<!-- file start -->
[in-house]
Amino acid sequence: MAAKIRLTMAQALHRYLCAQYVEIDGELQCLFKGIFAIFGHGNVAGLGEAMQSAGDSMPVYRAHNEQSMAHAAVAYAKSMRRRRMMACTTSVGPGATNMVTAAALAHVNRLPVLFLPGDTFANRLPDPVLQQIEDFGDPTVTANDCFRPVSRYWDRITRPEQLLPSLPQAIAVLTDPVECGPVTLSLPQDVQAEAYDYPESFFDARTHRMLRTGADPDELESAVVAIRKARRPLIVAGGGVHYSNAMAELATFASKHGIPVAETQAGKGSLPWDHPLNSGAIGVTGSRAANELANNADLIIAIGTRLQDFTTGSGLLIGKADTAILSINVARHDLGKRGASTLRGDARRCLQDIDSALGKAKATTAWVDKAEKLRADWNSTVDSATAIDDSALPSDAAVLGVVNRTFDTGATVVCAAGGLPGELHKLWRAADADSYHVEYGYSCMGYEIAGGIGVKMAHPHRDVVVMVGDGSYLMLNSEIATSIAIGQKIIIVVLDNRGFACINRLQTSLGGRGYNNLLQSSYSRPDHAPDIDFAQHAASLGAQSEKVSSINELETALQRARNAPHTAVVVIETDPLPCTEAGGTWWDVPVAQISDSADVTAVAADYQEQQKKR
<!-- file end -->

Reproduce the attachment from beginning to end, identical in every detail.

[in-house]
Amino acid sequence: MAAKIRLTMAQALHRYLCAQYVEIDGELQCLFKGIFAIFGHGNVAGLGEAMQSAGDSMPVYRAHNEQSMAHAAVAYAKSMRRRRMMACTTSVGPGATNMVTAAALAHVNRLPVLFLPGDTFANRLPDPVLQQIEDFGDPTVTANDCFRPVSRYWDRITRPEQLLPSLPQAIAVLTDPVECGPVTLSLPQDVQAEAYDYPESFFDARTHRMLRTGADPDELESAVVAIRKARRPLIVAGGGVHYSNAMAELATFASKHGIPVAETQAGKGSLPWDHPLNSGAIGVTGSRAANELANNADLIIAIGTRLQDFTTGSGLLIGKADTAILSINVARHDLGKRGASTLRGDARRCLQDIDSALGKAKATTAWVDKAEKLRADWNSTVDSATAIDDSALPSDAAVLGVVNRTFDTGATVVCAAGGLPGELHKLWRAADADSYHVEYGYSCMGYEIAGGIGVKMAHPHRDVVVMVGDGSYLMLNSEIATSIAIGQKIIIVVLDNRGFACINRLQTSLGGRGYNNLLQSSYSRPDHAPDIDFAQHAASLGAQSEKVSSINELETALQRARNAPHTAVVVIETDPLPCTEAGGTWWDVPVAQISDSADVTAVAADYQEQQKKR